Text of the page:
The tackle which could have ended two careers may now only end one.
As Melbourne Victory captain Kevin Muscat faces universal condemnation and perhaps a career-ending suspension over arguably the worst tackle in A-League history, his victim Adrian Zahra is expected to be fit to start next season though he faces several months on the sidelines.
Early fears were the Melbourne Heart midfielder had completely torn all the ligaments in his knee and his career was in jeopardy after being crudely scythed down by Muscat during a 2-2 draw at Etihad Stadium on Saturday night.
But club medical staff confirmed Zahra had escaped with partial tears in multiple ligaments.
The Heart said Zahra may not even need a knee reconstruction, though he will require a lengthy rehabilitation and will consult with a surgeon later this week.
While the 20-year-old Zahra will miss the rest of this season, the Heart say he could be fit enough for the start of the next.
Now the question is what damage will be inflicted on Muscat, whose tackle will be dealt with by the A-League's match review panel on Monday but has already been greeted with outrage in the court of public opinion.
Decried by commentators and sports fans alike over a tackle which ticked every 'no' box in football, the 37-year-old could have played his last A-League match if the panel decides to impose a heavy ban for a challenge that was reckless, dangerous, cynical, late and high.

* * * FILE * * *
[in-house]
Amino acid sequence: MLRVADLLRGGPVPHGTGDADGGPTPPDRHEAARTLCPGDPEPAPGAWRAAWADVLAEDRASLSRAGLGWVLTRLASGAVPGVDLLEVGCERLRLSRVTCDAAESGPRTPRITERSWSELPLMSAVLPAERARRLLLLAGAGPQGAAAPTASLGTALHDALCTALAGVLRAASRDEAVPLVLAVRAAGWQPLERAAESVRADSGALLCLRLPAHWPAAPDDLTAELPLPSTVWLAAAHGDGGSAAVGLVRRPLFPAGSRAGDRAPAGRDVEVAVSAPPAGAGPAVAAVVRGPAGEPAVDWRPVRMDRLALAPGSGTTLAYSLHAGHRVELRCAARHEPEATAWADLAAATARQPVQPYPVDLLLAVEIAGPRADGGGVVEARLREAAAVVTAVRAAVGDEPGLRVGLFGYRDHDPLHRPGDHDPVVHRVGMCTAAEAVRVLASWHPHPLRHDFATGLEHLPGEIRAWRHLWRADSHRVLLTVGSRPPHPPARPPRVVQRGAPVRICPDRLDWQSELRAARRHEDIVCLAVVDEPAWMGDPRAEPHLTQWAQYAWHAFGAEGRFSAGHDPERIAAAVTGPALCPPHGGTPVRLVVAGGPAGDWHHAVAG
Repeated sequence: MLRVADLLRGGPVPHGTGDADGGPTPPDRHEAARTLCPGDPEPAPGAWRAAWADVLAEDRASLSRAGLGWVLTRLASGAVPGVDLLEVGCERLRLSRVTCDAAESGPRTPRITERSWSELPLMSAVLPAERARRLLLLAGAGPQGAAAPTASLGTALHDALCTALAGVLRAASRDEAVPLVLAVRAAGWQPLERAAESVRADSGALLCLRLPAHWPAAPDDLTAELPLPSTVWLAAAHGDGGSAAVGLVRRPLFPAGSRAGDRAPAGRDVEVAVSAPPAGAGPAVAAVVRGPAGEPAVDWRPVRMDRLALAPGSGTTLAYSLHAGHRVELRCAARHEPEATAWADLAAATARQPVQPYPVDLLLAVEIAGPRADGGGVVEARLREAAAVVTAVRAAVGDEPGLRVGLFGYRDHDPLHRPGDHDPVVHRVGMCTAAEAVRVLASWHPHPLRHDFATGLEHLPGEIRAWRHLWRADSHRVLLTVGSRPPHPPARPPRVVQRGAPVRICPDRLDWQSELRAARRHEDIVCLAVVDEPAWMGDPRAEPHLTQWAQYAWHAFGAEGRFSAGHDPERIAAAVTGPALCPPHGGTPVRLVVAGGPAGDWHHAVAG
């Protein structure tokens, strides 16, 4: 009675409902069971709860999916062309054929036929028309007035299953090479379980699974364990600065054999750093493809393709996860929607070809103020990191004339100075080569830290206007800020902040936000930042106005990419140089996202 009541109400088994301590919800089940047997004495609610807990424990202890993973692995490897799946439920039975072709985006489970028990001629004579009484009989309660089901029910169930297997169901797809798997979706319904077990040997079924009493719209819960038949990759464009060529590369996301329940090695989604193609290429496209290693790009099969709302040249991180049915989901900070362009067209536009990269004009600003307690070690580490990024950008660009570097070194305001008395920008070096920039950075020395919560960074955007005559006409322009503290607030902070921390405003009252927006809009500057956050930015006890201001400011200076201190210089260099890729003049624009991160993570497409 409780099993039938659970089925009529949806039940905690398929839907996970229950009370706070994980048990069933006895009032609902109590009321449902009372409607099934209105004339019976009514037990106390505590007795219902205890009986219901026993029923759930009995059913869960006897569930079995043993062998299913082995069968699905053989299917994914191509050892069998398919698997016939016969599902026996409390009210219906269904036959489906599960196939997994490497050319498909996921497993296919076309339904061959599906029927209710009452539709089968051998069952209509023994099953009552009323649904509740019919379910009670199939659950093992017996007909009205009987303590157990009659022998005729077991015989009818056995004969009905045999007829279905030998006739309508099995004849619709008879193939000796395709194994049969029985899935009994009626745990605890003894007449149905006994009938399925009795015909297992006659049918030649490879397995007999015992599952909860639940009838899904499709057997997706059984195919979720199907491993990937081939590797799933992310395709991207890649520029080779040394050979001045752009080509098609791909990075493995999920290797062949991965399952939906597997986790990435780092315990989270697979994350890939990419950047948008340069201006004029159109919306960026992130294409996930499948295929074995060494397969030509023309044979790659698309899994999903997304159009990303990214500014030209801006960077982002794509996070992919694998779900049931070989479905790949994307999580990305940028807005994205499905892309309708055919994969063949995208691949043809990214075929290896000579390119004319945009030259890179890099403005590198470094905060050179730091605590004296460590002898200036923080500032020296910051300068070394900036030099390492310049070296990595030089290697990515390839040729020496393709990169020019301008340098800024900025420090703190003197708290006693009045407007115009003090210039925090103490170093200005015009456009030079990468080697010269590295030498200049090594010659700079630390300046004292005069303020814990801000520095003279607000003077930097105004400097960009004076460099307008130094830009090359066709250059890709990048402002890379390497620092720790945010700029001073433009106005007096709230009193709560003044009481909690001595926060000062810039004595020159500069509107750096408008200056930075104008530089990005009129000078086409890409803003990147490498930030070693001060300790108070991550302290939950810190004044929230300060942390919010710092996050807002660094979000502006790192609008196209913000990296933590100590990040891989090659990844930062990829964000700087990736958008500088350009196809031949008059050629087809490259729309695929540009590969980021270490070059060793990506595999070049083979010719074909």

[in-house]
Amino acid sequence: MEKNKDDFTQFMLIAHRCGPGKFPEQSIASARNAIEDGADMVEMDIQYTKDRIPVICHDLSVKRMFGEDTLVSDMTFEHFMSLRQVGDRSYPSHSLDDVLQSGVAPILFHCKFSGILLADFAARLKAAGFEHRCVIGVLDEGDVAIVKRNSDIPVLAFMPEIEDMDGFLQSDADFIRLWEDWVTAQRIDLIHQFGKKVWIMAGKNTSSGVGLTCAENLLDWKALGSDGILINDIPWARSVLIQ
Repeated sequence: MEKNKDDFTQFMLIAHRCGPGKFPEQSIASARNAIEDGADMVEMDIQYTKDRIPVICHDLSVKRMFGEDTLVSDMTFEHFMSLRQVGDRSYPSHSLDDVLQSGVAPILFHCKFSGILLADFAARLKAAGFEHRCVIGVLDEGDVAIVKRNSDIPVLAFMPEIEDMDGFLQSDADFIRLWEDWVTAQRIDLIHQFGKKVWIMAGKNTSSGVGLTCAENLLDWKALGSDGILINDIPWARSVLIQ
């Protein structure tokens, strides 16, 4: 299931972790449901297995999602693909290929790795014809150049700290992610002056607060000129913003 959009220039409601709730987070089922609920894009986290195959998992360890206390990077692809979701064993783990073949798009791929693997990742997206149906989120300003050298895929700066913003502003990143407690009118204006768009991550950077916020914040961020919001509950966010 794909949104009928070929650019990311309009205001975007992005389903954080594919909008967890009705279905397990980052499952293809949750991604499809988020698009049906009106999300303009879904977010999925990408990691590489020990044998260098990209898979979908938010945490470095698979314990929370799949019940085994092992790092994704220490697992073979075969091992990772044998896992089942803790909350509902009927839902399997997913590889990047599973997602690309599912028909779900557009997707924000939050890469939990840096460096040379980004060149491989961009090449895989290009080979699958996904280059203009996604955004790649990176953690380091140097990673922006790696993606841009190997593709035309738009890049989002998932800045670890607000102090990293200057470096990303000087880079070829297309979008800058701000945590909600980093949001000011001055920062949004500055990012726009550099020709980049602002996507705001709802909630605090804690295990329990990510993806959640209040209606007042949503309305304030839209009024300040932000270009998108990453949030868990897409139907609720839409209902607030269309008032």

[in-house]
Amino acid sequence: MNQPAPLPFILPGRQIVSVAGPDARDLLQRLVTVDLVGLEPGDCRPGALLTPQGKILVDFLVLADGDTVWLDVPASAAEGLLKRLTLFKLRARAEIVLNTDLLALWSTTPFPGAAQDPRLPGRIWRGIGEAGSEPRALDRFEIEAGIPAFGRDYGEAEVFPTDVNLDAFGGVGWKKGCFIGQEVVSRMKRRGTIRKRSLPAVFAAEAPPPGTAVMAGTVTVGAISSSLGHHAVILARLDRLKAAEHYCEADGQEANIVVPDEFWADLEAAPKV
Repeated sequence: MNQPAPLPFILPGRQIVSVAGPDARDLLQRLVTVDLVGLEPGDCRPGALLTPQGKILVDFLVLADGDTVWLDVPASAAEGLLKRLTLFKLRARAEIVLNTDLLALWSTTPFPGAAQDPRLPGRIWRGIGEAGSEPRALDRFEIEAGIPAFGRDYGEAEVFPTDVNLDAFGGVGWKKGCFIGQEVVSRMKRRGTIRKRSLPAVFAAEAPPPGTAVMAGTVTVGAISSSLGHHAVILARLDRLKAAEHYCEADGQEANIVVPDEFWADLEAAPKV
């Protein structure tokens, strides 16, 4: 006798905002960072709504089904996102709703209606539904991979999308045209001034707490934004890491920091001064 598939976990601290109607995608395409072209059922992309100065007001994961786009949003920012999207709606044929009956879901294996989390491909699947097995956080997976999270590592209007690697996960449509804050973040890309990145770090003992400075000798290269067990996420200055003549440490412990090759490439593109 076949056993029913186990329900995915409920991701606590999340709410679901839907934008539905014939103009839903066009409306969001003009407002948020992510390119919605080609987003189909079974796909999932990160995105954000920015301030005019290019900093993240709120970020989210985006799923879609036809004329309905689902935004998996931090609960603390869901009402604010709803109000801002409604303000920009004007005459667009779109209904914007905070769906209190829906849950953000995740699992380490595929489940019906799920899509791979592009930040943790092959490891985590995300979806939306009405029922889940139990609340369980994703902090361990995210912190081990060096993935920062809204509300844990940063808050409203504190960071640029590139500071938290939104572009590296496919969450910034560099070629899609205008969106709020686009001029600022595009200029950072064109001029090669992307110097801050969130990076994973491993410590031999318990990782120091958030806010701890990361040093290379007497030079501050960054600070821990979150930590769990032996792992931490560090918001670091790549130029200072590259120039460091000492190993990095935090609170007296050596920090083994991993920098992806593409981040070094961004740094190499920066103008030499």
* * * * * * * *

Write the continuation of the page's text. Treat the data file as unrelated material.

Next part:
Any ban of more than four matches could finish Muscat's A-League career, depending on whether the Victory make the finals and how far they progress.
Muscat, who was sent off for the challenge, apologised publicly on Sunday.
But the three-man panel will be under huge pressure to apply a fitting penalty for a tackle which has sparked outrage.
Muscat also has a long list of prior transgressions, including a 1998 tackle on Charlton opponent Matty Holmes when playing for English side Wolves, which cost the ex-Socceroo more than $600,000 in a legal settlement.
"I have to accept full responsibility for it ... it was an incident that I deeply regret," Muscat said of the Zahra challenge.
"It was a mistimed tackle, dreadfully mistimed. At no point did I have any intent to injure the player."
Heart coach John van 't Schip was seething post-match over the tackle, and Muscat's actions were also criticised by long-time friend and former Socceroos teammate Mark Bosnich.
"Whether he is a friend or not, you can't defend the undefendable," Bosnich told Fox Sports.
"That was a disgraceful tackle. I would actually suggest he should be out for as long as Zahra's out.
"That could ruin a kid's career. We don't want that in the game."
Any A-League ban would not apply to the Victory's Asian Champions League campaign starting next month, meaning Muscat could still play in that competition.